By Adam Easton
BBC News, Warsaw
The Polish government is set to launch a "zero tolerance" programme against violence in schools.
Roman Giertych plans to create separate schools for violent pupils
Under the plan, special teams of police and prosecutors will visit schools to report on disciplinary problems.
Polish Education Minister Roman Giertych will launch the programme at a high school in Gdansk.
The decision follows a case in which a 14-year-old girl from the city committed suicide after being sexually humiliated by male classmates.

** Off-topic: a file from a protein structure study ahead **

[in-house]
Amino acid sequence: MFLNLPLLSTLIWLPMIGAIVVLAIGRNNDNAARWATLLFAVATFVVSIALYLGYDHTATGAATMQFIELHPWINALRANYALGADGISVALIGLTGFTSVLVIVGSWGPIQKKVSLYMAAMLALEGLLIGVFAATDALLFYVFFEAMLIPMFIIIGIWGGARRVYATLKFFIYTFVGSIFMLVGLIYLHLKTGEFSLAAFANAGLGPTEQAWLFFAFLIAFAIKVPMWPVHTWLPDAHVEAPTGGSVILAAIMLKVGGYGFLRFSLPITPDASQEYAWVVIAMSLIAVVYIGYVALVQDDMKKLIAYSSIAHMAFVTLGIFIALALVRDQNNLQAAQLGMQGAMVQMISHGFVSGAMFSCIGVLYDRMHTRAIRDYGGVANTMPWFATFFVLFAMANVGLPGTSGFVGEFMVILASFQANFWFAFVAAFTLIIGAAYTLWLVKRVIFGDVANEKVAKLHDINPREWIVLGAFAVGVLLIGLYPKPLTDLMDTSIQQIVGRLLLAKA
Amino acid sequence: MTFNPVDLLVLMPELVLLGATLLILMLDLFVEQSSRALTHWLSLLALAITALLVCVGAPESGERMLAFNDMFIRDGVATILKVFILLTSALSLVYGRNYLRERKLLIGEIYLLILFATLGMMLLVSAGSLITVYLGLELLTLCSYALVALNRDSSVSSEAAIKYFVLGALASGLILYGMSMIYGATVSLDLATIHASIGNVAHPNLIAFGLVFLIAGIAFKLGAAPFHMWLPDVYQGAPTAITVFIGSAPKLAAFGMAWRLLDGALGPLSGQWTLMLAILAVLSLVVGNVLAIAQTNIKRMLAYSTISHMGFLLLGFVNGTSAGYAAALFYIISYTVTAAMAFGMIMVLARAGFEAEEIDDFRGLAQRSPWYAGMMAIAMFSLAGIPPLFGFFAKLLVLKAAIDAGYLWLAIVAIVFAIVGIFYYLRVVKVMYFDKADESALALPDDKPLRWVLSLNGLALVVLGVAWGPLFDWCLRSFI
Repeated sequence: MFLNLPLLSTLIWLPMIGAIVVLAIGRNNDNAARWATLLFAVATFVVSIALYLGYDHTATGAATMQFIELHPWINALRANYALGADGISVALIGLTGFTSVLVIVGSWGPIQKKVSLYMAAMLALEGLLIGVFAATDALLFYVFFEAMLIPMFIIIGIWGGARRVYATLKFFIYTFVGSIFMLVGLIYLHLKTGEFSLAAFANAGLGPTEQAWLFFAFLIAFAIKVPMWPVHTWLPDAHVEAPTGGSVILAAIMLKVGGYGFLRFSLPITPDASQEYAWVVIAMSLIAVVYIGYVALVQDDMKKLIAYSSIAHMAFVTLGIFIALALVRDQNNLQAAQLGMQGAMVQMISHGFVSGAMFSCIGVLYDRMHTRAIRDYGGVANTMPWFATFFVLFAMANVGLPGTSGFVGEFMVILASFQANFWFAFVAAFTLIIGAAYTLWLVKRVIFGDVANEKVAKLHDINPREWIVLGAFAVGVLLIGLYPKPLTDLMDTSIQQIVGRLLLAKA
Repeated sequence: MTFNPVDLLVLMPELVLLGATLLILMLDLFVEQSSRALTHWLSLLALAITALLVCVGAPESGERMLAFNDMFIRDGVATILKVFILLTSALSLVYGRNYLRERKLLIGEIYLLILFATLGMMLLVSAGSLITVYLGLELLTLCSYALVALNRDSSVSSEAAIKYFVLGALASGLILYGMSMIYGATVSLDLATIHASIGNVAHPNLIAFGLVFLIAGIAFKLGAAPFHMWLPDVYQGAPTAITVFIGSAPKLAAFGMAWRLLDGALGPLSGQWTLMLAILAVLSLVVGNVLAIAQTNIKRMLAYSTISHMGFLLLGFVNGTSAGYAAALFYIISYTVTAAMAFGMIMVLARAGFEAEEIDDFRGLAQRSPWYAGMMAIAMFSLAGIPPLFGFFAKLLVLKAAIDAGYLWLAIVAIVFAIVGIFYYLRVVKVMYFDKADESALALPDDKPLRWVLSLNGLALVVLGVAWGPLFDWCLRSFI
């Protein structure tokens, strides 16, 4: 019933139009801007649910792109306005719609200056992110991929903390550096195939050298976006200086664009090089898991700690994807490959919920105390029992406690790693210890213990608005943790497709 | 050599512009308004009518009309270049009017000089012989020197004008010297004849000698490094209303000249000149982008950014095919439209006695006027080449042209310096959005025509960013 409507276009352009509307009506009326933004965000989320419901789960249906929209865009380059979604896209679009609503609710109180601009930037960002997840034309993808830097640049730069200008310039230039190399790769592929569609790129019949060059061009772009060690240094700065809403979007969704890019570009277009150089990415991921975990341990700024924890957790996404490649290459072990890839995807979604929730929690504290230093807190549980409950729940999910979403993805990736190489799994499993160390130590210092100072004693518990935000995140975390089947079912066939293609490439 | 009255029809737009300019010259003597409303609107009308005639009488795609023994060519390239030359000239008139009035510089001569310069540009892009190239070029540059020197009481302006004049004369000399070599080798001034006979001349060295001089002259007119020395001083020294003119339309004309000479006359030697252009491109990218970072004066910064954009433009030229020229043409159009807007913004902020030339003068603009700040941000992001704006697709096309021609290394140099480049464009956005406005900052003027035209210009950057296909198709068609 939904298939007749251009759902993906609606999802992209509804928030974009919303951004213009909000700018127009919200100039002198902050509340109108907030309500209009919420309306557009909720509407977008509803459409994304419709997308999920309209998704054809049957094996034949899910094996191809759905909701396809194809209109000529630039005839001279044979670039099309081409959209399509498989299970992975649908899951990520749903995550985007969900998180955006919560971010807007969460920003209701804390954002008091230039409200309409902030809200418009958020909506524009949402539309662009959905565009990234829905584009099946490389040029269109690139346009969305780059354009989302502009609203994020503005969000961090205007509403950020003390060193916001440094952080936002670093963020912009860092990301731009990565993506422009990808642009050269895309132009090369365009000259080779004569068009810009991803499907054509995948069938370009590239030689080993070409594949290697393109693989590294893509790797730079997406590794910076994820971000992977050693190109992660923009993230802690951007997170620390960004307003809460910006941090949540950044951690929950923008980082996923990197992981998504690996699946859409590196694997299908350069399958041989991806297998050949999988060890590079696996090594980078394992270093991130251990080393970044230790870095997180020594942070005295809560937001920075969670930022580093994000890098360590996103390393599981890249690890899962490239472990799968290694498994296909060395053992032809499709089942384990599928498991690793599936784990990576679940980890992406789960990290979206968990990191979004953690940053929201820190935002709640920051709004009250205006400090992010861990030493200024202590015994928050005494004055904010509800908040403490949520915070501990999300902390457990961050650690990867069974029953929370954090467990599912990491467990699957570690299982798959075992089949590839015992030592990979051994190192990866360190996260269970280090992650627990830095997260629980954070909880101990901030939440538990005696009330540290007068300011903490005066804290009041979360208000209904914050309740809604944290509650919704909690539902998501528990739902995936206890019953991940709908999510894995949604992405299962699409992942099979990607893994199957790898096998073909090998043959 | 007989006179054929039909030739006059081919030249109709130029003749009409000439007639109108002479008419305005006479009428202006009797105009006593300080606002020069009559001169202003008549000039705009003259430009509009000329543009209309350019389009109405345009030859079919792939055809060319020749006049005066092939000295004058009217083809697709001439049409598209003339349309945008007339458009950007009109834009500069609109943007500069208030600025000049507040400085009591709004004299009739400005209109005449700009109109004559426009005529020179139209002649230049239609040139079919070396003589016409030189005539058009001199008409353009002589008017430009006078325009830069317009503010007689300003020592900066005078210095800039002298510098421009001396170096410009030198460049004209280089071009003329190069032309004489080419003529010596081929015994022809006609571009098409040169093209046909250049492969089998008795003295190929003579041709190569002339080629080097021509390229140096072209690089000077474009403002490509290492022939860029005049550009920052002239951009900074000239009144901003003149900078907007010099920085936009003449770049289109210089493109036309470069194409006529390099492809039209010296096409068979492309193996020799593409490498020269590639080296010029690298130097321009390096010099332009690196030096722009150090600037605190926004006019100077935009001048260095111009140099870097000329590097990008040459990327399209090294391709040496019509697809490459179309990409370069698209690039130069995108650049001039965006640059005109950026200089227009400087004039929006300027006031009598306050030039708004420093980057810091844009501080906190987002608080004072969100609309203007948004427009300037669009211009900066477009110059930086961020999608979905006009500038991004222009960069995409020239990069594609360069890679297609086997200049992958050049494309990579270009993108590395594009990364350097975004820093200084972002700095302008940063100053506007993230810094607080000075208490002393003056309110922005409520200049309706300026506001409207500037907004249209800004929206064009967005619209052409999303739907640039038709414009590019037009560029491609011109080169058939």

She was stripped and sexually molested whilst the teacher was absent.
It was reported that one pupil filmed the attack on a mobile phone.
The case shocked the country and sparked a debate about how to tackle increasing levels of violence in schools.
The government's answer is the "zero tolerance" policy.
Head teachers will be able to send aggressive pupils to do community work. Their parents may be fined.
Teachers who fail to report violent acts could face up to three years in prison.
The government is also considering banning mobile phones in schools.
School discipline is less strict now than during the communist era and most people agree that something must be done to curb the violence.
But the plan is controversial.
One newspaper editorial branded it "zero encouragement and maximum fear".
But the programme does not go far enough for the education minister.
He is planning to create separate schools for violent pupils to be run on military lines.